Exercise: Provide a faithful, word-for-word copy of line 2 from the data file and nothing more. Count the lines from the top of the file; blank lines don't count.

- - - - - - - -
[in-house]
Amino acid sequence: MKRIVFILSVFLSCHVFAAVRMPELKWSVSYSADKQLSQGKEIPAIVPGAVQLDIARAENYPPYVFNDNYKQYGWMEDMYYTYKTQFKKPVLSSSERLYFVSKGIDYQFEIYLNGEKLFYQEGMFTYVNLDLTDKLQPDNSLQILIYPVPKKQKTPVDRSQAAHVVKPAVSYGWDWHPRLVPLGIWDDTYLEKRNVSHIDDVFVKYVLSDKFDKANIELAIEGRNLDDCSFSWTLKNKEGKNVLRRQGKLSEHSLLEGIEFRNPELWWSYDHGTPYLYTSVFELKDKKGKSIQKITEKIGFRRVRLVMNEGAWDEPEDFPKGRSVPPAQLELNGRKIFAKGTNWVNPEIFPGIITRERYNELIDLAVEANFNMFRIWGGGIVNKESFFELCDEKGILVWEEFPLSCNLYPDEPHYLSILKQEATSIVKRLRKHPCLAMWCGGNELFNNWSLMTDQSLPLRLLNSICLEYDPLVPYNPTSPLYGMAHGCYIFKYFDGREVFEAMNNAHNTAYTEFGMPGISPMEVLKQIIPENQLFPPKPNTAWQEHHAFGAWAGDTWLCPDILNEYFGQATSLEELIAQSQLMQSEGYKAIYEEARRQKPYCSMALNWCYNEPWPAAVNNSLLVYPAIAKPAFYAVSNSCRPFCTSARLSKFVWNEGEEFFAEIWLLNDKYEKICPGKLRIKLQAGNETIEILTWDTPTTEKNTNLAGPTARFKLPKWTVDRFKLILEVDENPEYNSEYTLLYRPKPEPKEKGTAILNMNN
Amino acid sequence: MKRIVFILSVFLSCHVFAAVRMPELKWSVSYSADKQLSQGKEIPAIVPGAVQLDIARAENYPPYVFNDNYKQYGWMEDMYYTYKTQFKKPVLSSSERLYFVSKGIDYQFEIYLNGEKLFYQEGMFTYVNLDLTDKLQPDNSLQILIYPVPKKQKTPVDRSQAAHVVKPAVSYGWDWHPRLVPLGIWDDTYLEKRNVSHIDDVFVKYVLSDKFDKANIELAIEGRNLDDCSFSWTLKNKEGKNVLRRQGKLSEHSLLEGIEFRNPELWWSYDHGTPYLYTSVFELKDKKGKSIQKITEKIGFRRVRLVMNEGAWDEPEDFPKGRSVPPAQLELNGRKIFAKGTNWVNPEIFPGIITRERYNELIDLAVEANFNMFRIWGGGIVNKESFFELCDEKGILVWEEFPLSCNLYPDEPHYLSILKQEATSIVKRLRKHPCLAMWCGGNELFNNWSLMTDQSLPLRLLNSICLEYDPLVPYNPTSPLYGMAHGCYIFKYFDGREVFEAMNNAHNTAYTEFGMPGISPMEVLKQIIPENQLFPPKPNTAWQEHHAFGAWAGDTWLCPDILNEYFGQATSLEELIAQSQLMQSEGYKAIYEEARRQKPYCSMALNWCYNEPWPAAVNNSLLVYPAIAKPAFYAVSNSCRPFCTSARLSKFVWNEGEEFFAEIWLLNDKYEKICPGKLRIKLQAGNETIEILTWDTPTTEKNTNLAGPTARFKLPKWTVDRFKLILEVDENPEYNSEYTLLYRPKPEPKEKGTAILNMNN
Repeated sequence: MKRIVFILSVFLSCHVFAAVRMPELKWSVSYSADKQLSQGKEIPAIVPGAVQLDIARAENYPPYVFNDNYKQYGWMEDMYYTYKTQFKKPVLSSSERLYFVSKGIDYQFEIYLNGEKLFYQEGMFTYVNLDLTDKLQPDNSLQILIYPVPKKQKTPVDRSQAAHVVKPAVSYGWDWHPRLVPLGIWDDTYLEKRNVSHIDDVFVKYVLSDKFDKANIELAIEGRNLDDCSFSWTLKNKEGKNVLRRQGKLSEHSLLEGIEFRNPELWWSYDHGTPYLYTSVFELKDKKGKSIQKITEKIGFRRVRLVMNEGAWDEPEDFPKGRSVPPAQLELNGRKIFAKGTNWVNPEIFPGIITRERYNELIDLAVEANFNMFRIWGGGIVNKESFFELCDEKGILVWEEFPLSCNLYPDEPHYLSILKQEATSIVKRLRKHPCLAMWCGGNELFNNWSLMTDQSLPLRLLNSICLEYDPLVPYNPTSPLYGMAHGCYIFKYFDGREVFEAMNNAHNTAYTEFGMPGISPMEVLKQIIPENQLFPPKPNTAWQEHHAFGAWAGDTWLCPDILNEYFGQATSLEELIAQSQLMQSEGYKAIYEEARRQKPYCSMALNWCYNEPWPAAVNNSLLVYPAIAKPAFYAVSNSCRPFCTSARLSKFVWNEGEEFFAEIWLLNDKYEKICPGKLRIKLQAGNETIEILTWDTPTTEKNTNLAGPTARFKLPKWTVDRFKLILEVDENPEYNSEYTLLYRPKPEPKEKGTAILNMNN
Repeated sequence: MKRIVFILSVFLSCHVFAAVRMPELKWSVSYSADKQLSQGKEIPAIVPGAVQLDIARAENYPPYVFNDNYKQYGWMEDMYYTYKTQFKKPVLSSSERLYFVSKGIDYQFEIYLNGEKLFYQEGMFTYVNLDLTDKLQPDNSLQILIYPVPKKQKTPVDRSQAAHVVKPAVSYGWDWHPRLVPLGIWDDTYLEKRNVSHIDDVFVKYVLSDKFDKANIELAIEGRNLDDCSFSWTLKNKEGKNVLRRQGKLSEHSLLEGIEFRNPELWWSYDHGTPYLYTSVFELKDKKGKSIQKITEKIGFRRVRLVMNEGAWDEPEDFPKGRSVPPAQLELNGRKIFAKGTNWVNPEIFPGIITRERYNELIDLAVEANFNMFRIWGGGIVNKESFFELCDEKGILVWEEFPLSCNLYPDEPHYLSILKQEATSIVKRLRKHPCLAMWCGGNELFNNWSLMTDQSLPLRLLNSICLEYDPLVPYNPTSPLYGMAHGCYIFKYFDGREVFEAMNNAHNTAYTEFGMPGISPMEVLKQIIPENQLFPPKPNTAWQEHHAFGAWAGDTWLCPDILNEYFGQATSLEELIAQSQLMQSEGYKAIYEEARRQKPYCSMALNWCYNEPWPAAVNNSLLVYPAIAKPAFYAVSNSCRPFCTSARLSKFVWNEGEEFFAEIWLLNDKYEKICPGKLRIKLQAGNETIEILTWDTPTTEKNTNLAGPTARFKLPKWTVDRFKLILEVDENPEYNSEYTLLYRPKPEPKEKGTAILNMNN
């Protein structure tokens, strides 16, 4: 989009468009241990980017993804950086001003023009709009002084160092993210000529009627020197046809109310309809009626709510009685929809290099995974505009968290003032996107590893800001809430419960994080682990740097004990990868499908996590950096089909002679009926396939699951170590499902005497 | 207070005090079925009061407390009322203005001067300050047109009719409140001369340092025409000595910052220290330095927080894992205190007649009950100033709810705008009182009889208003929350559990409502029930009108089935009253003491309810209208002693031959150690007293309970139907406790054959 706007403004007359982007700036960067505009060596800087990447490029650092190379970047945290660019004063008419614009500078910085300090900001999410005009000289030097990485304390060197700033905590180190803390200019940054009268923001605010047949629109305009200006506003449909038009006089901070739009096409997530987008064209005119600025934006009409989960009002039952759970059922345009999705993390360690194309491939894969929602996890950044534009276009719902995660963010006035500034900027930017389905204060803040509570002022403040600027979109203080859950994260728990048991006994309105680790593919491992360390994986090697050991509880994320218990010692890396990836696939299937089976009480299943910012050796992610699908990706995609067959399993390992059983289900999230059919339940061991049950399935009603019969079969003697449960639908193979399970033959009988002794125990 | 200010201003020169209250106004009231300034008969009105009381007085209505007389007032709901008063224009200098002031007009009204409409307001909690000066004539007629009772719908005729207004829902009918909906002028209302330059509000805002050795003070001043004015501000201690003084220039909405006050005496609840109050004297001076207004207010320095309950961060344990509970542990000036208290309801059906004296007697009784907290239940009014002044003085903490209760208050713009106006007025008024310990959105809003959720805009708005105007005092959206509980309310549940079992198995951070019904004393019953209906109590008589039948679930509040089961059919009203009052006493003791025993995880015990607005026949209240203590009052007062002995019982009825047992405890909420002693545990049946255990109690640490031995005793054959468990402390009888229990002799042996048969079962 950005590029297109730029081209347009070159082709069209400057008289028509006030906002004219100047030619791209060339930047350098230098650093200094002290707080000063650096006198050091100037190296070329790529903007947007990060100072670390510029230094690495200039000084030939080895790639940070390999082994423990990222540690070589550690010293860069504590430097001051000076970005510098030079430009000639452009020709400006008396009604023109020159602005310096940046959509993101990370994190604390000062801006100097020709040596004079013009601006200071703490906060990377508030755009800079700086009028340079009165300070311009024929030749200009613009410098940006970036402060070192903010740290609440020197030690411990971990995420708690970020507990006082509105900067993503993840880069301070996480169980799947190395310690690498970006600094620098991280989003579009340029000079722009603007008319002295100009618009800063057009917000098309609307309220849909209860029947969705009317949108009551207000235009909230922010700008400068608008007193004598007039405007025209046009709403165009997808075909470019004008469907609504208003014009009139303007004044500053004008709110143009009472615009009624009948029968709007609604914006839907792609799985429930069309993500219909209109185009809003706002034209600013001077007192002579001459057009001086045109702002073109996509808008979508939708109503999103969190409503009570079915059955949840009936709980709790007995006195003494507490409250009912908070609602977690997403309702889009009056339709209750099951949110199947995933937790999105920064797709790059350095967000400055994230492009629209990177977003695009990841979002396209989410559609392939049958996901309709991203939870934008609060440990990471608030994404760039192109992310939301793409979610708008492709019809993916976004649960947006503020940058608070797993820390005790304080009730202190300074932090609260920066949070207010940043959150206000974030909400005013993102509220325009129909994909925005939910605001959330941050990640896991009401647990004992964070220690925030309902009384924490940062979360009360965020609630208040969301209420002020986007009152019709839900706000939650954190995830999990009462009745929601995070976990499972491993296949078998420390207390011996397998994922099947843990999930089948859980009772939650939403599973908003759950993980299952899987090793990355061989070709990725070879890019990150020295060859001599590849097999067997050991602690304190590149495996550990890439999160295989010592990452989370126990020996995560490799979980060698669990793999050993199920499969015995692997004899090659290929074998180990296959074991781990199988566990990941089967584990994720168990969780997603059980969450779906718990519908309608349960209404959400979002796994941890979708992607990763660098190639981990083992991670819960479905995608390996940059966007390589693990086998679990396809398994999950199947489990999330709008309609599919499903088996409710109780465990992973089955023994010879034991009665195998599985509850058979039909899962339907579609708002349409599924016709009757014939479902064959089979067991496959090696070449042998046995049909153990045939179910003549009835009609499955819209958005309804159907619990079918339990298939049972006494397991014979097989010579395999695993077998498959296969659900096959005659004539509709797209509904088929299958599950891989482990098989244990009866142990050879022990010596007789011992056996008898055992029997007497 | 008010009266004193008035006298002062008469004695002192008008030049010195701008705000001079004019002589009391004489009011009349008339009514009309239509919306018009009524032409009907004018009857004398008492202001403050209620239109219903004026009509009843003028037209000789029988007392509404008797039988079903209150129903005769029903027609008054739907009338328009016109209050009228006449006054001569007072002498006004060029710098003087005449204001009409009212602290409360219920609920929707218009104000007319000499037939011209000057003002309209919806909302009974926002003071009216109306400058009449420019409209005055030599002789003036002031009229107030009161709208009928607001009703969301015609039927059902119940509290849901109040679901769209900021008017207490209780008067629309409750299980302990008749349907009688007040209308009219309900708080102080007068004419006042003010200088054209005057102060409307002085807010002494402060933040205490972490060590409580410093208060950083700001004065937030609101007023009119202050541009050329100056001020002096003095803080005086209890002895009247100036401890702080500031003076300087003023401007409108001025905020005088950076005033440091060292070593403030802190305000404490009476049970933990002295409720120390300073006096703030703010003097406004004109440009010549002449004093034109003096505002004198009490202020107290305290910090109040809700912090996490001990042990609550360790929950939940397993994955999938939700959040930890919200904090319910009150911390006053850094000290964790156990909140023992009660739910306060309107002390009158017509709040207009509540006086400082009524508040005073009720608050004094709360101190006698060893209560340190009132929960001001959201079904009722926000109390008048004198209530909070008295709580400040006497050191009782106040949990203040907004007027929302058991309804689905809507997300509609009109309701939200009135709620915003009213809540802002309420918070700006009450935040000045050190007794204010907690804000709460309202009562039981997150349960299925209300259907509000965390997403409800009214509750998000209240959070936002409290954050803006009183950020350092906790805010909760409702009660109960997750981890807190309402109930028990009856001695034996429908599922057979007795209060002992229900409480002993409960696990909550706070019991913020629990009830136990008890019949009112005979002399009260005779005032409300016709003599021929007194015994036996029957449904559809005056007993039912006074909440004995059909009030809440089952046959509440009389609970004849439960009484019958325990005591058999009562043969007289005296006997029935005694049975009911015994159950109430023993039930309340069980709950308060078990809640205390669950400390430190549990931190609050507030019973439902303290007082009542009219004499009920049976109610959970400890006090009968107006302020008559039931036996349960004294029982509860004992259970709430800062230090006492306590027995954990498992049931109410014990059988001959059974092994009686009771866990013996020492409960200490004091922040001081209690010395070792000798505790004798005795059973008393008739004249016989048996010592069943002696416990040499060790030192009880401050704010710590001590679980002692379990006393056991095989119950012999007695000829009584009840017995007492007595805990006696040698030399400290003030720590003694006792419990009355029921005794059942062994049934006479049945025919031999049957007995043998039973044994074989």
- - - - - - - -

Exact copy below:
Amino acid sequence: MKRIVFILSVFLSCHVFAAVRMPELKWSVSYSADKQLSQGKEIPAIVPGAVQLDIARAENYPPYVFNDNYKQYGWMEDMYYTYKTQFKKPVLSSSERLYFVSKGIDYQFEIYLNGEKLFYQEGMFTYVNLDLTDKLQPDNSLQILIYPVPKKQKTPVDRSQAAHVVKPAVSYGWDWHPRLVPLGIWDDTYLEKRNVSHIDDVFVKYVLSDKFDKANIELAIEGRNLDDCSFSWTLKNKEGKNVLRRQGKLSEHSLLEGIEFRNPELWWSYDHGTPYLYTSVFELKDKKGKSIQKITEKIGFRRVRLVMNEGAWDEPEDFPKGRSVPPAQLELNGRKIFAKGTNWVNPEIFPGIITRERYNELIDLAVEANFNMFRIWGGGIVNKESFFELCDEKGILVWEEFPLSCNLYPDEPHYLSILKQEATSIVKRLRKHPCLAMWCGGNELFNNWSLMTDQSLPLRLLNSICLEYDPLVPYNPTSPLYGMAHGCYIFKYFDGREVFEAMNNAHNTAYTEFGMPGISPMEVLKQIIPENQLFPPKPNTAWQEHHAFGAWAGDTWLCPDILNEYFGQATSLEELIAQSQLMQSEGYKAIYEEARRQKPYCSMALNWCYNEPWPAAVNNSLLVYPAIAKPAFYAVSNSCRPFCTSARLSKFVWNEGEEFFAEIWLLNDKYEKICPGKLRIKLQAGNETIEILTWDTPTTEKNTNLAGPTARFKLPKWTVDRFKLILEVDENPEYNSEYTLLYRPKPEPKEKGTAILNMNN